When he died in 2015, Discount Drug Mart had grown to 72 stores. And up until 2009, the founder was still pulling shifts in the pharmacy of the Lakewood store, saying, “You don’t make money sitting in the office.”
Discount Drug Mart started offering an employee stock ownership program in 2018 to employees 21 and older who had worked at the company for a least one year for a minimum of 1,000 hours during the year. But the family maintains a controlling share of the company.
Of the ESOP, CEO Don Boodjeh said: “We wanted our employees to be rewarded with Drug Mart stock for all their hard work and to own their piece of the company.”
In addition to Parviz Boodjeh’s five children, six of his 17 grand-children are also working in various roles within the company.
With stores that range from 25,000 to 30,000 square feet, they are larger than many chain drug stores but smaller than mass market discounters like Walmart and Target. Discount Drug Mart stores carry about 30,000 items, more than twice the industry average for stores that usually focus on health and beauty items, Gans said.
Discount Drug Mart, on the other hand, seems to offer a different assortment in every aisle, the origins of the company jingle that “Discount Drug Mart saves you the runaround… We have everything you need.” On a recent visit, the Medina store was selling candy and decorations for Valentine’s Day, St. Patrick’s Day and Easter, as well as clothes for Browns, Cavaliers, and Ohio State fans.
Boodjeh was always thinking about what was ahead: Upcoming seasons and holidays and what items he should carry to stay ahead of his competitors.
Boodjeh also had a knack for anticipating where to locate future stores. He would buy vacant properties predicting they would become busy traffic areas, and decades later, a highway exit ramp or housing development would sprout up nearby.
Retail expert Robert Antall, a principal in Columbus Consulting based in Columbus, said: “Retailing today is all about providing the customer with a customer experience that brings them back over and over again. Retailers have many different formulas for providing this, but it all relates to satisfying and exceeding customers’ expectations (a memorable and dependable experience).”
At Discount Drug Mart, “they do a good job of understanding their local customer and satisfying their needs, as opposed to the large drug store chains that are mostly ‘cookie cutter’ impersonal stores. They focus on the needs and wants of a lower- to middle-income customer, sometimes called the ‘value customer,’ pretty much the same customer that shops at Family Dollar, Marc’s, et al. They offer many ‘convenience’ and spontaneous purchase items that don’t necessarily compete with the online retailers.”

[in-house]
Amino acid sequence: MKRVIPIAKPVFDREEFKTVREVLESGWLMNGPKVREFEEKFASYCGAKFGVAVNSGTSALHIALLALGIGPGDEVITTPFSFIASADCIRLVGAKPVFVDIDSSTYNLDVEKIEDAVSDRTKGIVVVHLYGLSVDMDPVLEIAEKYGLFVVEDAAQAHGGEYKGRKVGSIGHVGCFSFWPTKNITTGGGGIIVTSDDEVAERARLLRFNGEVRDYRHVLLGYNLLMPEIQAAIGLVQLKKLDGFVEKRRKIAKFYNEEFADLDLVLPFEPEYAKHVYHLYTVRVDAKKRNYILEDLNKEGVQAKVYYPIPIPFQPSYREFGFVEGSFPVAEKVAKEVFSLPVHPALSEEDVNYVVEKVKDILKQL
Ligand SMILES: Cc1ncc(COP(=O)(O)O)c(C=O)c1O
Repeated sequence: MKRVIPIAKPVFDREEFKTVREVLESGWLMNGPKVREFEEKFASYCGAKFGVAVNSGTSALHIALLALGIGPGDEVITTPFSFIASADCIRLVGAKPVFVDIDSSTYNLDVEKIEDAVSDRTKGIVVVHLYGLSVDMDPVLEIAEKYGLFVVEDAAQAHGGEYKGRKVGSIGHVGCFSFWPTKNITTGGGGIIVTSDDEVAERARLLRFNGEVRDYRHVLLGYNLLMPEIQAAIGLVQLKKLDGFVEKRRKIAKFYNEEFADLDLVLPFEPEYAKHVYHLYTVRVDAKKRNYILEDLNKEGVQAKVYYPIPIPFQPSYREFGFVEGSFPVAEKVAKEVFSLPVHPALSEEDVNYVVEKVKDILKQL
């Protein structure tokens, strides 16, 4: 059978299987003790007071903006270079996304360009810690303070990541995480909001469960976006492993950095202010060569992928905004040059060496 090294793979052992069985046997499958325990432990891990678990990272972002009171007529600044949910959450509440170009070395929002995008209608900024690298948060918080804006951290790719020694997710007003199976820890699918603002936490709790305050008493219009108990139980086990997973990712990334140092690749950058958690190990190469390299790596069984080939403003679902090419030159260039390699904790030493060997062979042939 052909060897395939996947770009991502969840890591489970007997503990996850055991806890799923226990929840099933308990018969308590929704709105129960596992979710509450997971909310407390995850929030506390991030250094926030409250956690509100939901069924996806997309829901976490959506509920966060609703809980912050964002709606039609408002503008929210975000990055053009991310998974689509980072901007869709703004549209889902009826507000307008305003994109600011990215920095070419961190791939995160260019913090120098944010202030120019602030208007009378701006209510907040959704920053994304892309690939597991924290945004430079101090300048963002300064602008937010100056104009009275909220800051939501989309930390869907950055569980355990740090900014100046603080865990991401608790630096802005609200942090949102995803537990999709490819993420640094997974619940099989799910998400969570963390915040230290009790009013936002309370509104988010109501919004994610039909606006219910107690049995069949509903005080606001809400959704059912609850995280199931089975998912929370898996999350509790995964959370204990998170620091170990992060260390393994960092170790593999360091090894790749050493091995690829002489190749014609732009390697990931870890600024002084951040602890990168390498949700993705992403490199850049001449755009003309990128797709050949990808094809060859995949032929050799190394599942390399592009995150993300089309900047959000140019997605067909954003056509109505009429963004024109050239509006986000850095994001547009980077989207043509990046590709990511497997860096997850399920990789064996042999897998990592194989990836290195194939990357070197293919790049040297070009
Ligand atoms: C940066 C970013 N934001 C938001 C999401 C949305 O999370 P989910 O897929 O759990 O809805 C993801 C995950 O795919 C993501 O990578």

CEO Don Boodjeh said via email, “We’re more than ‘just a drugstore.” He said the company is like a neighborhood general store. One customer asked for birch beer, a soft drink that isn’t a very sought-after item. The store found where to buy it and stocked it the following week. “We believe doing this will bring customers back and they will also let their neighbors know about our willingness to provide them with what they need.”
Antall said the company has also done a good job of picking convenient locations and don’t seem to waste a lot of money on advertising. Finally, being privately owned enables management to make decisions quickly and adhere to a common vision “without the pressures of reporting quarterly results.”
Gans said the clearest sign that they’re making people happy are the customers — often husbands dispatched to find things like artichoke hearts, aluminum foil pans or raspberries — who tell him they tried several other stores before coming to Discount Drug Mart. “The look of relief on their faces when I tell them we have it” is priceless, he said.
Discount Drug Mart:
Founded: 1969, by pharmacist Parviz Boodjeh. First store was in Elyria.
Owners: Boodjeh’s children, including CEO Don, Chief Administrative Officer Dave, and Chief Operating Officer Doug.
Retail Stores: 74, from Ashtabula to Sandusky to Columbus.
Employees: More than 3,700, including 225 pharmacists.
Headquarters: 211 Commerce Drive, Medina.